In fact Vigeland Park with its bronze and granite sculptures of giant, naked, tumbling humans is worth a visit on even the dreariest winter’s day. Named after the Norwegian sculptor of these mind-boggling works of art – seeing truly is believing – the park is just one of Oslo’s must-see attractions. And it’s free. You can also see Norwegian painter Edward Munch’s famous ‘Scream’ painting in the National Gallery (it’s closed Tuesdays though) and take a look at the medieval castle at Arkershus Fortress for free. Also worth a visit (for quite a reasonable admission fee) are the Viking Ship Museum which houses excavated Viking ships, and the Norwegian Folk Museum where you can wander through life in 17th and 18th century Norway.
Sightseeing in and around Oslo won’t set you back too much, but make sure you know just what you’re spending. A mix-up with the exchange rate had my friend and I believing we were only spending half of what we actually were. A half-Scottish, half-Swedish waiter at TGI Fridays set us straight before too much damage was done to our bank accounts (although it was a little too late to take back those £8 shots).
And that’s one of the great things about Norway – almost everyone speaks English. It’s taught at school so all young Norwegians are fluent and while older citizens may take a little persuading to engage in conversation (this might also have something to do with the fact Norwegians are notoriously reserved people), most speak basic English. In fact, knowing just one phrase – snakker du engelsk? (do you speak English) – is enough to get by on in most tourist destination and the larger towns.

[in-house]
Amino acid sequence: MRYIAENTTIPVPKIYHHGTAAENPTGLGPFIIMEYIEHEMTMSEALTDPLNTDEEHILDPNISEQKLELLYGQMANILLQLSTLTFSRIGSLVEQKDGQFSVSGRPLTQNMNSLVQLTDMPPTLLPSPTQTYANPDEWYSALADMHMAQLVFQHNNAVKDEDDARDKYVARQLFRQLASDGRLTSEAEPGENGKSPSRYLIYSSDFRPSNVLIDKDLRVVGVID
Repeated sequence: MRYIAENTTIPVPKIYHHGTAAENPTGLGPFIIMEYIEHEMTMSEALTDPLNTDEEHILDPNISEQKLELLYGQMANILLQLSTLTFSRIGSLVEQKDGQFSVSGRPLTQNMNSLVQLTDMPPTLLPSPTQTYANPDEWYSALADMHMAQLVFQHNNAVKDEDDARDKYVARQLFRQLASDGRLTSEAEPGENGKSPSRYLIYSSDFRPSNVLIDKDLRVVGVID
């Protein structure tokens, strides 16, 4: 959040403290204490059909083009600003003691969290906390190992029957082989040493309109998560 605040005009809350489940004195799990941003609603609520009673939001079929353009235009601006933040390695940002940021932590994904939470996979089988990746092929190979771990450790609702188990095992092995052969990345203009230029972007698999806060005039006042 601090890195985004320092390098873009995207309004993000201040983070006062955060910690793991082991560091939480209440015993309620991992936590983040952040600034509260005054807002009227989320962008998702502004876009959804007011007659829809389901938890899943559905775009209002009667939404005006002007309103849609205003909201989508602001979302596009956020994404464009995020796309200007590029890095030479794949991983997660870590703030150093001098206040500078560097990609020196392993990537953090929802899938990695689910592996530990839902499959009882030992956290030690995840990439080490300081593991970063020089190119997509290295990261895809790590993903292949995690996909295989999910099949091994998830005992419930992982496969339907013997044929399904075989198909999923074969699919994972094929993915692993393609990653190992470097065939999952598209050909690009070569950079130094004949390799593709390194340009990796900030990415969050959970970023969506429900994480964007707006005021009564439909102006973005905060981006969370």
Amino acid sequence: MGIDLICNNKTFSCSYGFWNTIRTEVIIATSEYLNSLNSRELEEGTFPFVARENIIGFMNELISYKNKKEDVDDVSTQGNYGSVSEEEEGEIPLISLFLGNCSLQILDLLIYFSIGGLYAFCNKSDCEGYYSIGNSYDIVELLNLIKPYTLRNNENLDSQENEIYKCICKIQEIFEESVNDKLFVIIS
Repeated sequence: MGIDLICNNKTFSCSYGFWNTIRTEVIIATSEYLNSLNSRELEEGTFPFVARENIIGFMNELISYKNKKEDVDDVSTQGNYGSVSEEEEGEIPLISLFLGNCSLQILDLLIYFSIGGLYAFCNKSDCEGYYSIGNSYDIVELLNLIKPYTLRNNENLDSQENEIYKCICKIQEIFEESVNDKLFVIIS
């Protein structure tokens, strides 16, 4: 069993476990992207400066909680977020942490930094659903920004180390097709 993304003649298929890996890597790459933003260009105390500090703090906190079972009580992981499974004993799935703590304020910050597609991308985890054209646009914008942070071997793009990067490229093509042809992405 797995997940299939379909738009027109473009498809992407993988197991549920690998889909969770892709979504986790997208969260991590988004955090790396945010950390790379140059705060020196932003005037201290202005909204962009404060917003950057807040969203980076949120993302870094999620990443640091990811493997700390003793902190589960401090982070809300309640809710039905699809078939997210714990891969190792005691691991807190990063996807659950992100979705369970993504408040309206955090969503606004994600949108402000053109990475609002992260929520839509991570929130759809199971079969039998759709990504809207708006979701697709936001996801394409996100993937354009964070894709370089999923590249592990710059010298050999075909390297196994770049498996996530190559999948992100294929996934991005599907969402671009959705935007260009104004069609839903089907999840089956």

Oslo’s public transport network of trains, trams and buses are tourist friendly, but reading signs and timetables might cause some confusion though as, while some Norwegian words resemble their English counterpart, not all do. Sometimes they can be downright misleading – if you’re after the toilet it pays to know that herrer is Norwegian for men.
It’s also relatively easy to navigate yourself around the rest of Norway. The hugely popular ‘Norway in a Nutshell’ tour is a perfect way to see some of the countryside if you’re short on time or money. For just under £150 you travel by train through Scandinavian forest and the Alpine resort of Geilo before connecting with the Flam Railway for a spectacular 20 km ride, winding down the mountains to the fjords. A ferry ride down the fjords (where some mountains reach 1,800 metres), a bus ride, connecting train and some amazing scenery follows before reaching the quaint city of Bergen. Set on the harbour and with the mountains looming in the background, Bergen gives Oslo a run for its money.
The only thing left for you to do is find accommodation, take in the sights and decide when you’ll make the scenic seven-hour train ride back to Oslo. Oh – and start planning your next Scandinavian adventure.